* Wal-Mart profit falls as severe winter deters shoppers
* Small-caps sell off; Russell 2000 off more than 10 pct from high
* Dow off 1.1 pct; S&P down 1.2 pct; Nasdaq down 1.2 pct (Updates to midday)
NEW YORK, May 15 (Reuters) - U.S. stocks dropped more than 1 percent on Thursday, fueled by a selloff in small-cap stocks and disappointing results from Wal-Mart.
The Russell 2000 index of small cap stocks tumbled 1.7 percent, putting the index into correction territory. It is down more than 10 percent from its record close of 1,208.65 in early March.
The Russell 2000's decline is "either a leading market indicator or it could be a one-off where it could be a short-term correction, and that's yet to be determined. But as of now it means the sellers are slowly gaining more control," said Adam Sarhan, chief executive of Sarhan Capital in New York.
The S&P 500 is trading below technical support, its 50-day moving average, near 1,868. A close below that level could indicate further weakness.
Wal-Mart Stores Inc shares fell 2.3 percent to $76.90, weighing on both the S&P 500 and Dow, after the world's largest retailer forecast second-quarter profit below analysts' estimates. The company also reported its smallest growth in quarterly sales in nearly five years.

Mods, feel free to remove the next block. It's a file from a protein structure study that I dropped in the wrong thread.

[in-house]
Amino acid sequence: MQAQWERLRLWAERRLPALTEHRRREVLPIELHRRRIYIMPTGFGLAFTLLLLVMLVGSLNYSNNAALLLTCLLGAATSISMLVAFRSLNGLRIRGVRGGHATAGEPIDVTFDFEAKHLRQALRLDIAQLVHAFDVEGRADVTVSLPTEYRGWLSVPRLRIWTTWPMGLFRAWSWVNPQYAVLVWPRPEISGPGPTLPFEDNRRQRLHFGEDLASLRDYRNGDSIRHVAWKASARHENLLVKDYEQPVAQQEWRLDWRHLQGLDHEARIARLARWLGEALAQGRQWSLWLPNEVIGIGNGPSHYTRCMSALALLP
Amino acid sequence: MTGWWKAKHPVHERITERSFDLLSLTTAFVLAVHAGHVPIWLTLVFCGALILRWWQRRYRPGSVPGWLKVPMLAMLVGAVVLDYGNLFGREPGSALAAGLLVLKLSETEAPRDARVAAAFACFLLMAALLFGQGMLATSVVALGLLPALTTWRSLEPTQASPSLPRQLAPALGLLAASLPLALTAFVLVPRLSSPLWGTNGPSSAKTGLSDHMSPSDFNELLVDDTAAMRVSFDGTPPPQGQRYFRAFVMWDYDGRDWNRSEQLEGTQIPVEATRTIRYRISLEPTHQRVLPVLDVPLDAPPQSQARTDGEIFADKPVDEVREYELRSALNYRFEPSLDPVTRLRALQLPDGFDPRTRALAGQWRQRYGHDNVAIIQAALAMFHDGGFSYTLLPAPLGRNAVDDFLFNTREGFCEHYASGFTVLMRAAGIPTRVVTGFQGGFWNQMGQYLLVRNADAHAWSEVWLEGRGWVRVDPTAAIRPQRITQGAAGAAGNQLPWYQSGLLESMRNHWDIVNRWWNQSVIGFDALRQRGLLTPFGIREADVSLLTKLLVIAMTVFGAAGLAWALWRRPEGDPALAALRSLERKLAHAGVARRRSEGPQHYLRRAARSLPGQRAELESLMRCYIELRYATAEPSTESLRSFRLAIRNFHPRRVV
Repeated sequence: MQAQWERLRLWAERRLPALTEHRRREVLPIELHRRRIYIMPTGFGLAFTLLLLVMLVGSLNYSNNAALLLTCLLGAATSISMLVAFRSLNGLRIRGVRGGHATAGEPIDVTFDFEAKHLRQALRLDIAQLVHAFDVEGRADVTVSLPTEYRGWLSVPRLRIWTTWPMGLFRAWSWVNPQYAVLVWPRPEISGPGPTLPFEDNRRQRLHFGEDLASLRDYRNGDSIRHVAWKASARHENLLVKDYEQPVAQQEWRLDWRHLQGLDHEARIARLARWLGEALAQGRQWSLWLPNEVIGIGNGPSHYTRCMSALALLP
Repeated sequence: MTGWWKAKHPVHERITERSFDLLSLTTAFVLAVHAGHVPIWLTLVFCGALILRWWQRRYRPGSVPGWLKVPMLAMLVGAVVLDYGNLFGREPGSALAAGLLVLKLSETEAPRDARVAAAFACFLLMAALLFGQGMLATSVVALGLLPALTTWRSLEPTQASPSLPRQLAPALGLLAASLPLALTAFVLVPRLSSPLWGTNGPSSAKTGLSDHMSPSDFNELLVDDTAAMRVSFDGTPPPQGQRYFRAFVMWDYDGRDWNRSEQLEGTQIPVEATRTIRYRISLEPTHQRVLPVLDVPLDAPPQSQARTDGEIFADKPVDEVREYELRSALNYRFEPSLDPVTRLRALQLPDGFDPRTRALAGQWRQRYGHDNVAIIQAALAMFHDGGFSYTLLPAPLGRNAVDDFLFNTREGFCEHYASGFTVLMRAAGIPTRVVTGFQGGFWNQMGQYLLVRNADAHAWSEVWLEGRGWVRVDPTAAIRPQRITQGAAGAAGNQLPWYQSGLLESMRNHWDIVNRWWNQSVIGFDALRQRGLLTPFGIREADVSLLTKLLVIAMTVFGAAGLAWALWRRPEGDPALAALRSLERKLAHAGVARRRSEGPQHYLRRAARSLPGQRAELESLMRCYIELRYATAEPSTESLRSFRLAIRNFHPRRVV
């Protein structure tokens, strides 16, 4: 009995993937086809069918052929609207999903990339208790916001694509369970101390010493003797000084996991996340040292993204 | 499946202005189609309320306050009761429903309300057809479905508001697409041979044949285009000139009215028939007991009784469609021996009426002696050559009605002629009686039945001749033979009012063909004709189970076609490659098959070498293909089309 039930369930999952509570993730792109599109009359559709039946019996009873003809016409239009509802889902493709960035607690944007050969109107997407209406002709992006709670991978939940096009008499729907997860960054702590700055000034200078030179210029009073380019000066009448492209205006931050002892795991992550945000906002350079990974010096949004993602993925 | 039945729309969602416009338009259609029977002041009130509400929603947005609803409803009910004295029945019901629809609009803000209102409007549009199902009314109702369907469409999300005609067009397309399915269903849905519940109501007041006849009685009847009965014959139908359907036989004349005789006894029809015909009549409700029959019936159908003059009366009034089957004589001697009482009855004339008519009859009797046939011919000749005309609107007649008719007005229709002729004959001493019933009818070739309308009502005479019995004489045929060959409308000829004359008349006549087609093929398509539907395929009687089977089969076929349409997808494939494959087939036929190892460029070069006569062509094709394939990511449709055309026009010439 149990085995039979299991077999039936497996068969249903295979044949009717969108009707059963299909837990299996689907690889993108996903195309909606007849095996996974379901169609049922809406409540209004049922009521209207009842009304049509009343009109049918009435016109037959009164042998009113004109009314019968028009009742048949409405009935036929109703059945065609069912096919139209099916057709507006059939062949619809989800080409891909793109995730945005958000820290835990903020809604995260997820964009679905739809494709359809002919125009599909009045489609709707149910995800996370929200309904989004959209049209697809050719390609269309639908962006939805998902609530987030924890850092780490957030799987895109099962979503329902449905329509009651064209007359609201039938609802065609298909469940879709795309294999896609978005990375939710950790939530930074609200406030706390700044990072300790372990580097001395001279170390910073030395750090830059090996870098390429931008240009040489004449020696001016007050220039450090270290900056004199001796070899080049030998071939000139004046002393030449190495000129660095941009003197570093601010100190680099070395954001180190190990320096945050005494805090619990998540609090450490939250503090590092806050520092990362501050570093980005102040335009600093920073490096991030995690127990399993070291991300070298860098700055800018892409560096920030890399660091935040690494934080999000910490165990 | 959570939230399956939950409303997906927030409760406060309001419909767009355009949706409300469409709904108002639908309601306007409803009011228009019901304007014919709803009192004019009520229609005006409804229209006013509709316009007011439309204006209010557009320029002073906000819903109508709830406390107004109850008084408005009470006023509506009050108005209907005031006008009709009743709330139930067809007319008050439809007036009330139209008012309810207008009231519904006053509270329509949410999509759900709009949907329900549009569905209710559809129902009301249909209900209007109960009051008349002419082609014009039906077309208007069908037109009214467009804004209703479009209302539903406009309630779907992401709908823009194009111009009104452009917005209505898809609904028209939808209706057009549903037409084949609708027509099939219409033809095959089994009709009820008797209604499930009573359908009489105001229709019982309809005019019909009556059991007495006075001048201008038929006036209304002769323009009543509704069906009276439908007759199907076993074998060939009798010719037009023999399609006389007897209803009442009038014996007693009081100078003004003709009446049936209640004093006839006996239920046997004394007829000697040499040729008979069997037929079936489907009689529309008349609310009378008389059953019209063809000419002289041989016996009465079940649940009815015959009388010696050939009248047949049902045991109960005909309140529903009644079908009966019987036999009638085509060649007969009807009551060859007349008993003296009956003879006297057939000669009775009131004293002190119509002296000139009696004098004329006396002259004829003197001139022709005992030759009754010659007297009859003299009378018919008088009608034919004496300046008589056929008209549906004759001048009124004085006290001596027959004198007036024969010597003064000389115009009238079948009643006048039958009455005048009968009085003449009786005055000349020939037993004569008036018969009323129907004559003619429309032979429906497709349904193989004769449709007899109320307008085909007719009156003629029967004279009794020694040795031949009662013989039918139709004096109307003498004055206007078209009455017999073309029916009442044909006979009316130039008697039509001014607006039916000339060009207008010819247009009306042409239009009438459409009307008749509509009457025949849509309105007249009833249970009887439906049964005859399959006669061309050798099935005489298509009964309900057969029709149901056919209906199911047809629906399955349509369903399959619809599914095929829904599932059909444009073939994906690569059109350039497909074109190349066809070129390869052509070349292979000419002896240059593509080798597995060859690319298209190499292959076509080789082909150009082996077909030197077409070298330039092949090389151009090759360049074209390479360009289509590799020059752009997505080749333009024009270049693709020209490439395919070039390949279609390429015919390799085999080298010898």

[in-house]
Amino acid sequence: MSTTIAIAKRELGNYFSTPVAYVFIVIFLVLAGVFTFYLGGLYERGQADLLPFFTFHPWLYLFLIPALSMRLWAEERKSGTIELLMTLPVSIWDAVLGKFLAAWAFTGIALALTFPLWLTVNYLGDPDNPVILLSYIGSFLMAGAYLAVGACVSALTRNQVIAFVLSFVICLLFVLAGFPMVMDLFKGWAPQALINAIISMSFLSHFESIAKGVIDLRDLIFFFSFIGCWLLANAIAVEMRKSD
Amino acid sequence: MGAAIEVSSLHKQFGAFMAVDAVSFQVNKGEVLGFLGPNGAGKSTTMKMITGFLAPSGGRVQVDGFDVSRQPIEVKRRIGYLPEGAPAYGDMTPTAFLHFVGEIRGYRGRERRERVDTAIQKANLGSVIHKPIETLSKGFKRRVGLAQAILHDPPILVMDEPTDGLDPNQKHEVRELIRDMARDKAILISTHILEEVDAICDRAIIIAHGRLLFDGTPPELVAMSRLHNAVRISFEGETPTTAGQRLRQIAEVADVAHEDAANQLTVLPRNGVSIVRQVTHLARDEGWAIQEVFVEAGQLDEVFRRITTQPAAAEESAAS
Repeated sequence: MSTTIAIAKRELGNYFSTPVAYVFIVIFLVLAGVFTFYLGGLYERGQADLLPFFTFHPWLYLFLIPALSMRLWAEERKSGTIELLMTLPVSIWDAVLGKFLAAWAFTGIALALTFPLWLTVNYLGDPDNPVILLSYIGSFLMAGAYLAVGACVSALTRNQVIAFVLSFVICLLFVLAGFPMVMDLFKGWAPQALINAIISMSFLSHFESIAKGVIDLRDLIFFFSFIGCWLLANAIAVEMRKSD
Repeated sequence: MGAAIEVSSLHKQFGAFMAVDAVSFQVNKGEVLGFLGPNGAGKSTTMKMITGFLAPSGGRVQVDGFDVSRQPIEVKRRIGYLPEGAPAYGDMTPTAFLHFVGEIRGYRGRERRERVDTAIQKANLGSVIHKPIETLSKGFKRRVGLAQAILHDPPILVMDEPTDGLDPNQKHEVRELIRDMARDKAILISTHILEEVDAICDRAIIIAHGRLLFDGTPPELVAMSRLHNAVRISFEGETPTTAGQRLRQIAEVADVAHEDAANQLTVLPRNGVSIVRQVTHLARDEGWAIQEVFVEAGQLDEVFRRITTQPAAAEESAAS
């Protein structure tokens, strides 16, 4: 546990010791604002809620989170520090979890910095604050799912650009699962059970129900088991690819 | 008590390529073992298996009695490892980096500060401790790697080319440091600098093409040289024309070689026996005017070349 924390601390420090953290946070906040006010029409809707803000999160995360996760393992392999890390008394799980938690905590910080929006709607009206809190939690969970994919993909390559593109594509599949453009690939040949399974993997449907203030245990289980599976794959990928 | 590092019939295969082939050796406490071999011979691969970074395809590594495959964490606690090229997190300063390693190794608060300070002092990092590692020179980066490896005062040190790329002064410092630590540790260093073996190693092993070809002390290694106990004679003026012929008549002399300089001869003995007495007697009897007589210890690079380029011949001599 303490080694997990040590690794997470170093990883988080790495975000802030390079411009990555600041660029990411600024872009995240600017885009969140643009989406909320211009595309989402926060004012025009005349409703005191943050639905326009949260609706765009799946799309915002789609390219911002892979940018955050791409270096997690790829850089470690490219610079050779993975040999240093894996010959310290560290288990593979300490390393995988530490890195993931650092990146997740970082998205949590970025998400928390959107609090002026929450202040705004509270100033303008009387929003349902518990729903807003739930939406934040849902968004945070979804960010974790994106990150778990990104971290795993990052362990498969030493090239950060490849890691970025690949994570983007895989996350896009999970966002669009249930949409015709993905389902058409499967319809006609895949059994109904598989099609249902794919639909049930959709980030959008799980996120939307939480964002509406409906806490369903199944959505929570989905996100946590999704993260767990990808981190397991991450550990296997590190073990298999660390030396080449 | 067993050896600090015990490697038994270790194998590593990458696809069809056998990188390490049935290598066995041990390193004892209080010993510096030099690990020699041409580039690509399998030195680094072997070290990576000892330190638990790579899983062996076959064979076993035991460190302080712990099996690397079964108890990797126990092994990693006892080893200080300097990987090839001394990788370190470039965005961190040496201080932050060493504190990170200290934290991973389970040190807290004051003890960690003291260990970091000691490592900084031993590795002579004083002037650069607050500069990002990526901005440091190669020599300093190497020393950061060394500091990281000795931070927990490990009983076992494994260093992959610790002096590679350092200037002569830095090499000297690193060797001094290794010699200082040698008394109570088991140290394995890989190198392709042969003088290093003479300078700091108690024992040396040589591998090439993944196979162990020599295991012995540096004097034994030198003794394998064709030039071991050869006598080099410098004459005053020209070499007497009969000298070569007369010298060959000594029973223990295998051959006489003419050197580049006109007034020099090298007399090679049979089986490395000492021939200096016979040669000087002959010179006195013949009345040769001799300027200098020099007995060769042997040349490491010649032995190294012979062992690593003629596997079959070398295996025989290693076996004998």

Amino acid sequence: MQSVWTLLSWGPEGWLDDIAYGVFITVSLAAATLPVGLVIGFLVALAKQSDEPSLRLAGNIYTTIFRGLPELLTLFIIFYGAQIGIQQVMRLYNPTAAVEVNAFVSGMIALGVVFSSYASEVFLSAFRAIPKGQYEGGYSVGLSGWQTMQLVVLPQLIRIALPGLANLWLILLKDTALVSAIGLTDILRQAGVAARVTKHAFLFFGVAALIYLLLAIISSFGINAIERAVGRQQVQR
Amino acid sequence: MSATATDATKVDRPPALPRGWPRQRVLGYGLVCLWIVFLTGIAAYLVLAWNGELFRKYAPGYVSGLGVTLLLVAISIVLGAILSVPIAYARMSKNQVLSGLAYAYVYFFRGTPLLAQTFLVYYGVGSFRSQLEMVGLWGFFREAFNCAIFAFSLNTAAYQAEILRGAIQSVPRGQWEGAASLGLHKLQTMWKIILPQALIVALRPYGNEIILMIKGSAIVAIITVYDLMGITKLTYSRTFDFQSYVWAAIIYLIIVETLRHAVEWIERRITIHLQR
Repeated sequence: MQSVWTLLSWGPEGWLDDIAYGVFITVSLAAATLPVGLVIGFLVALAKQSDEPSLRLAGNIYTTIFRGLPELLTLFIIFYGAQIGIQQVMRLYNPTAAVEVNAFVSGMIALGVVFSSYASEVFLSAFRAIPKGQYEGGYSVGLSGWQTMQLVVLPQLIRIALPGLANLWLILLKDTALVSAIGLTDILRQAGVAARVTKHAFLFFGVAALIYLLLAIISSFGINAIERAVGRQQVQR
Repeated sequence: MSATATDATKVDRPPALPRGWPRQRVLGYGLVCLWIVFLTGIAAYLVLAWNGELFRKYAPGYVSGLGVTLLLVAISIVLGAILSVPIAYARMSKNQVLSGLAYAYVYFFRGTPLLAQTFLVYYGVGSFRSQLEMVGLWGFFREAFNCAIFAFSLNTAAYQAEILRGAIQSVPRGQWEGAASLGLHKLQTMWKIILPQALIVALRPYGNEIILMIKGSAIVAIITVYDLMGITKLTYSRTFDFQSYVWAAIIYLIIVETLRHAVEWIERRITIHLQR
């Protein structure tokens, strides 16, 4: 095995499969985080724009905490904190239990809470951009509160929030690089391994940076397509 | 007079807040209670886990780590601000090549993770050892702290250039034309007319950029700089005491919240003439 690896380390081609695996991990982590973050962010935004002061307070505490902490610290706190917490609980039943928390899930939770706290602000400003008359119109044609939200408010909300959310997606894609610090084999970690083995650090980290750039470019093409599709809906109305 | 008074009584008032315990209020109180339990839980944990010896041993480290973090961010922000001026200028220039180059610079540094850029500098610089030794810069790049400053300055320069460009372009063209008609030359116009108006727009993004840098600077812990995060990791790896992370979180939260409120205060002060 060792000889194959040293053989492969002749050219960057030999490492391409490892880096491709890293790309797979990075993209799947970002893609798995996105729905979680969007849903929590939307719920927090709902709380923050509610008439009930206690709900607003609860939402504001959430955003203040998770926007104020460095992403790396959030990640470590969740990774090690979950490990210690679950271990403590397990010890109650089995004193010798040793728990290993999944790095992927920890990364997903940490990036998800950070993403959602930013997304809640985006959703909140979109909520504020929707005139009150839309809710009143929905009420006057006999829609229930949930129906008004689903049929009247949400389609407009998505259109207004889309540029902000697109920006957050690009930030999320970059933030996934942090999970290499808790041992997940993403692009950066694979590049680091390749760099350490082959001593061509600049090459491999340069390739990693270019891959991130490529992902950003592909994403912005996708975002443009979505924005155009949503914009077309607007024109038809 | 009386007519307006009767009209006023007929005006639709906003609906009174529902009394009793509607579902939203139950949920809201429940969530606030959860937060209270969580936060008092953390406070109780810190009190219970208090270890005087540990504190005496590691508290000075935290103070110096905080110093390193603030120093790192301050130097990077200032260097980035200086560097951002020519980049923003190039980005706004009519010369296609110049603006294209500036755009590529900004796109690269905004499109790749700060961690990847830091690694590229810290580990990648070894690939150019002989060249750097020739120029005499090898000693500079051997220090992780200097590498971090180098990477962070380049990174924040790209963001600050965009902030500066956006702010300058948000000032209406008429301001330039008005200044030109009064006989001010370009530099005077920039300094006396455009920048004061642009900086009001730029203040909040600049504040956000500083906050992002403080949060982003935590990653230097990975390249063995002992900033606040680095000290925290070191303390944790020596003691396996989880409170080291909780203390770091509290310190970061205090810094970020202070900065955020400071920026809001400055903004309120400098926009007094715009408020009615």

Momentum stocks were again among big decliners. The Nasdaq Biotechnology Index fell 2 percent and the Global X Social Media Index lost 1.2 percent, while shares of Facebook was down 1 percent at $58.06.
The Dow Jones industrial average fell 176.34 points or 1.06 percent, to 16,437.63, the S&P 500 lost 22.31 points or 1.18 percent, to 1,866.22 and the Nasdaq Composite dropped 50.97 points or 1.24 percent, to 4,049.65.
Kohl's Corp shares lost 2.4 percent to $52.71 after the specialty departmental retailer reported weaker-than-expected first-quarter earnings. The S&P retail sector index was off 1.6 percent.
Economic data was mixed. New applications for U.S. unemployment benefits hit a seven-year low last week while consumer prices recorded their largest increase in 10 months in April, pointing to a firming economy.
But U.S. industrial output fell at its fastest rate in more than 1-1/2 years in April as factory production slumped, tempering hopes for a big jump in economic growth after a winter slowdown.
Among the day's gainers, Cisco Systems Inc jumped 7.1 percent to $24.43, a day after the network equipment maker posted a shallower-than-expected 5.5 percent drop in quarterly revenue. (Additional reporting by Angela Moon; Editing by Chizu Nomiyama and Nick Zieminski)